My company sells customer relationship and financial management tools to mostly small and midsized businesses around the country. I also write and speak frequently on technology matters. In 2015, a few applications have emerged as excellent and critical tools to help business owners like me run our businesses. Most of these are not brand new … but they’ve all matured this year into something viable.
Here are my picks for the best techs of 2015 if you’re a small-business owner.
Full disclosure: My company is a ZohoCRM partner. But ZohoCRM’s not the only game in town. In fact, there are other great customer relationship management tools (among them Salesforce.com, Microsoft Dynamics CRM, Insightly, Nimble, Sage CRM and Sugar CRM) that rival ZohoCRM. The point is that CRM systems are a must for any business. Cloud-based applications like ZohoCRM ensure that your team is working effectively together, nothing falls through the cracks and no one is out of the loop. CRM applications work off a shared database that integrates calendar, e-mail, notes and fields together to create a platform for your marketing, sales and service people to better perform their jobs and for your business to get new customers and keep your existing ones happy. ZohoCRM, at only $35 per month per user for its highest offering, is a great example of an affordable but powerful CRM solution.
Fuller disclosure: My firm is also a Xero partner and sometimes provides marketing services to the company (I’m not being compensated for this piece). Xero, which starts at $20 per month per user, is a major part of an enormous cloud accounting revolution that is taking place right now. And Xero, even with more than half a million customers, has stiff competition from other great cloud accounting applications like QuickBooks Online, Intacct, InDinero, FreshBooks, NetSuite, Wave and Kashoo. You don’t need a magic ball to predict that all businesses will soon be moving their accounting operations from their old, in-house systems to something online. And products like Xero provide a full-featured solution that not only includes billing, payments, cash management and general ledger but also integrates with dozens of other great cloud-based applications that help business owners run their companies from any device wherever they are.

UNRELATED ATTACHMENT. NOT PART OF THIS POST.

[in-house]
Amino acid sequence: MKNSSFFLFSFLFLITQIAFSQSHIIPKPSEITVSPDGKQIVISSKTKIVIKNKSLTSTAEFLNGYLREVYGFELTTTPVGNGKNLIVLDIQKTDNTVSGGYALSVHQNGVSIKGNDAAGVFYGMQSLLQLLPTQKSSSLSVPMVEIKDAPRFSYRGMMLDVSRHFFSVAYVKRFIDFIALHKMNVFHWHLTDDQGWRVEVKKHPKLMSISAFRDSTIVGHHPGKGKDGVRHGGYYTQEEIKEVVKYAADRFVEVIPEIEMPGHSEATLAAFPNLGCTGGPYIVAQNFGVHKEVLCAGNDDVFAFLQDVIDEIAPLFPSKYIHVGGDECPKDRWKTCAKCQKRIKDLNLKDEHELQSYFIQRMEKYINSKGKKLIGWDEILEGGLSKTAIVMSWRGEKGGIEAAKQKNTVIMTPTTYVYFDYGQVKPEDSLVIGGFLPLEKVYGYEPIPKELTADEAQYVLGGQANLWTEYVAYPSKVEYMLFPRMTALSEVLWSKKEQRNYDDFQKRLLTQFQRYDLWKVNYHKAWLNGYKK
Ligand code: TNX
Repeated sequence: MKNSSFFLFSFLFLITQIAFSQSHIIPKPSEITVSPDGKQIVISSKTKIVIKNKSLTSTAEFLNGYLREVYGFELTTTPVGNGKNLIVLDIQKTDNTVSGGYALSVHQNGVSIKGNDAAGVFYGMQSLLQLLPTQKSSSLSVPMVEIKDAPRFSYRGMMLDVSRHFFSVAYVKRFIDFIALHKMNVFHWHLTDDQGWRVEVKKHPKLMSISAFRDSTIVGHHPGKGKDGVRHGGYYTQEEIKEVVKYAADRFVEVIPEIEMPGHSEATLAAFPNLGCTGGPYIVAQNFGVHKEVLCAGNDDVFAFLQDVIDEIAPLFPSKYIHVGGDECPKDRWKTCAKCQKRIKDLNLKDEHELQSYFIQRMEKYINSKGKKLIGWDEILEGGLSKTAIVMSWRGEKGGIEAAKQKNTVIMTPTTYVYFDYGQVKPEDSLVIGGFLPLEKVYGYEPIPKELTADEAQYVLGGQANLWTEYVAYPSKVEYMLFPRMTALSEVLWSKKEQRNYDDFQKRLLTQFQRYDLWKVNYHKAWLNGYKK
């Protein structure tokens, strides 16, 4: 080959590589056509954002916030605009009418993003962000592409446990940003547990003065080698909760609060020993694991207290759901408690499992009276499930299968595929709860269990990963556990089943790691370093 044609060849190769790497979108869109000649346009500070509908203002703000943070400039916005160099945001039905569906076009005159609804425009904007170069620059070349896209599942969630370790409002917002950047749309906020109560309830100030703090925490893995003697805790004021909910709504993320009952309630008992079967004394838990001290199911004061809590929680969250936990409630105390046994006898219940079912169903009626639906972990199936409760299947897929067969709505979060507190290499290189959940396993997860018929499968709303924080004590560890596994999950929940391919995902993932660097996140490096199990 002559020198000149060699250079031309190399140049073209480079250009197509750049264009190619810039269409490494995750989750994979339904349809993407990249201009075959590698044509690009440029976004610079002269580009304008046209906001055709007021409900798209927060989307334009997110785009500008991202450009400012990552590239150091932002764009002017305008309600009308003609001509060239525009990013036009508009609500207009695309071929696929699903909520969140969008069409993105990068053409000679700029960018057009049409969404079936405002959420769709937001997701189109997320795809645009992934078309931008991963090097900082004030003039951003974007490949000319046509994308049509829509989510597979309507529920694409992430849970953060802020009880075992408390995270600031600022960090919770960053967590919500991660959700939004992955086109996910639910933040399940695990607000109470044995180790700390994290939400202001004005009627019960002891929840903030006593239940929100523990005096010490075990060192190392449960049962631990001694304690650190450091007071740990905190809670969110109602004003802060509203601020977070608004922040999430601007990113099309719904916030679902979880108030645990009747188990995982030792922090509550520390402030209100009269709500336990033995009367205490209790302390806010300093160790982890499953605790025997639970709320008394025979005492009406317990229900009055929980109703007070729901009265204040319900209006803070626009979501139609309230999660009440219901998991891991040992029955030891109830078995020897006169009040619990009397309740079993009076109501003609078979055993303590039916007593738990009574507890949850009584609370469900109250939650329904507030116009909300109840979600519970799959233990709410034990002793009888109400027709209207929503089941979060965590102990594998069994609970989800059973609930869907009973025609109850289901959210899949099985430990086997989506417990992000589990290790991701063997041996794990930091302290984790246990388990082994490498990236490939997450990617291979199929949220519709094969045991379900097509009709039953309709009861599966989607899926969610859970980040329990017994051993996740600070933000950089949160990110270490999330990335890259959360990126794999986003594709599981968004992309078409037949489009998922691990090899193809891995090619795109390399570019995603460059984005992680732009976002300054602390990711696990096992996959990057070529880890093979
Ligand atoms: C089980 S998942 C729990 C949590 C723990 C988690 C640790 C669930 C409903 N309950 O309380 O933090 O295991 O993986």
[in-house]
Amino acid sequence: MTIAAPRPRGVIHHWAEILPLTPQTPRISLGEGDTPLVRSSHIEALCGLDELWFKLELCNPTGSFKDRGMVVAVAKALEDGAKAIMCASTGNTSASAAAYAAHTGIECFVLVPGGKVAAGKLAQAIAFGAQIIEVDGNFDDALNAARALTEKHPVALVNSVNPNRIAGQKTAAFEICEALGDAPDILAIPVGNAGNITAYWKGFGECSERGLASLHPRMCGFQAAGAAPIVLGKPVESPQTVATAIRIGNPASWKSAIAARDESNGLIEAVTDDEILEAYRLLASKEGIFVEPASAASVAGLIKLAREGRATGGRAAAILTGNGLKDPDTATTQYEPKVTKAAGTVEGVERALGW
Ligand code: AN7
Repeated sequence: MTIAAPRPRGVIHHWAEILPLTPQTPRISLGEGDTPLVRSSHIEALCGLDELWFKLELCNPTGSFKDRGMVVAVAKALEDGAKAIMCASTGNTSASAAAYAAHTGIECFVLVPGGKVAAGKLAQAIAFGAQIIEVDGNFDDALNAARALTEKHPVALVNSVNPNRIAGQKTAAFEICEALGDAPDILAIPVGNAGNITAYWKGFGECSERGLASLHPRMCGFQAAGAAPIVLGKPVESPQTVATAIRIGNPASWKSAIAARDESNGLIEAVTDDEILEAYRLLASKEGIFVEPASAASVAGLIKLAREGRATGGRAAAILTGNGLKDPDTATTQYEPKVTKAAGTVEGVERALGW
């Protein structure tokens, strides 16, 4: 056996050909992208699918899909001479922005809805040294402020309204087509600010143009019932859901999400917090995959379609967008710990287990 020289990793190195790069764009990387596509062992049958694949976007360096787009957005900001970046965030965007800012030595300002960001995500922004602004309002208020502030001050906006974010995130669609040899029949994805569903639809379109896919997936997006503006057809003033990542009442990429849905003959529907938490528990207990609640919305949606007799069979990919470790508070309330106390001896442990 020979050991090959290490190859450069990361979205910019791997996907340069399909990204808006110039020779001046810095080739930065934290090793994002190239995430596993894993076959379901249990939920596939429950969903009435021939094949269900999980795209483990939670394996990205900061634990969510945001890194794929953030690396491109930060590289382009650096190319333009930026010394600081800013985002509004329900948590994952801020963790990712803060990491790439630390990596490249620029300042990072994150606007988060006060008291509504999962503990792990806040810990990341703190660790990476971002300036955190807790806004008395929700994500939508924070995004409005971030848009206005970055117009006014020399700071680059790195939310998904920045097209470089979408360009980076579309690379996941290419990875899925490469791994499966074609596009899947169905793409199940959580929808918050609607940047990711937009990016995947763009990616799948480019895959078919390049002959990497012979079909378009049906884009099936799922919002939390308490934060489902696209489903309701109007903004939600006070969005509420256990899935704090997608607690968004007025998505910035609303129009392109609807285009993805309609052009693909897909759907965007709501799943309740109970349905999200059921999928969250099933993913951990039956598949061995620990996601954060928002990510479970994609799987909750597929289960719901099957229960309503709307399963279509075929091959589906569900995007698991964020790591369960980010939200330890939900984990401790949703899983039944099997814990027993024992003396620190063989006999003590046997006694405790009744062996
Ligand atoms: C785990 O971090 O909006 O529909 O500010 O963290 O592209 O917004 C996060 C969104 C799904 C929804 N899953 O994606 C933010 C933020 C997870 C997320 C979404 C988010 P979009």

One of the applications that integrates with a number of the cloud-based accounting apps mentioned above is Bill.com. Bill.com, which starts at $19 per month per user, is part of a new wave of accounts payable and receivable automation technologies where vendor invoices, for example, are scanned and data is extracted into a format that managers can review, approve and automate using workflow for immediate import into their accounting systems. Other applications that are part of this wave include Receipt Bank, Entryless and Expensify (for expense management). These technologies are helping my clients reduce the time it takes to do data entry and, as a result, minimize overhead.
Slack ($12.50 per month per user for its “Plus” service) has grown from just a start-up a few years ago into a Silicon Valley darling valued significantly north of a billion dollars. And there’s good reason why. Slack is a cloud-based communications service that replaces (and integrates with) a company’s internal instant/text messaging and e-mail systems so that every e-mail and text is stored in a shared online database. Why is this useful? When you need to remember the conversation that happened with a group of your employees and partners from a few months ago about a client project, just enter in a keyword and boom! You now have retrieved every back-and-forth message on the topic. If everyone in your organization is using Slack, communications are never lost and collaboration is significantly improved.
5. GOOGLE HANGOUTS ON AIR
During 2015 I’ve seen an enormous increase in the use of Google Hangouts and Google Hangouts on Air by my clients and other small businesses, and I expect to see this trend continue into 2016. Google Hangouts provides a group-based video-conferencing service, similar to Skype. But Google Hangouts on Air? That’s a free TV station for your business where you can broadcast anything you’d like — training, case studies, seminars, events, interviews — for the world to watch live and then have your session automatically saved on your YouTube channel for future viewing and discussion. If you want to invest more, Google provides developer tools for you to create your own interface (and even a paywall). Keep an eye on Twitter’s Periscope and Meerkat, which are two up-and-coming live-streaming services that may also be great alternatives to Google Hangouts on Air. Video is the future and these services will be critical to any company’s marketing efforts.
For space reasons, I’m only mentioning five great technologies above. But there are some other fantastic services for small and midsized companies that have matured in 2015 that are also worth a shout-out. Among them are Zenefits (benefits management), Gusto (cloud-based payroll), IFTTT (a workflow/automation service) and DocuSign (mobile document management with e-signatures). And even these services have competitors too numerous to mention. The technologies that have matured in 2015 are helping companies like mine run more efficiently, and they are all affordably priced. And the smartest managers I know are investing in them.
Besides Accounting Today, Gene Marks writes for The New York Times, Forbes and Inc.com. A version of this column previously appeared on Inc.com.
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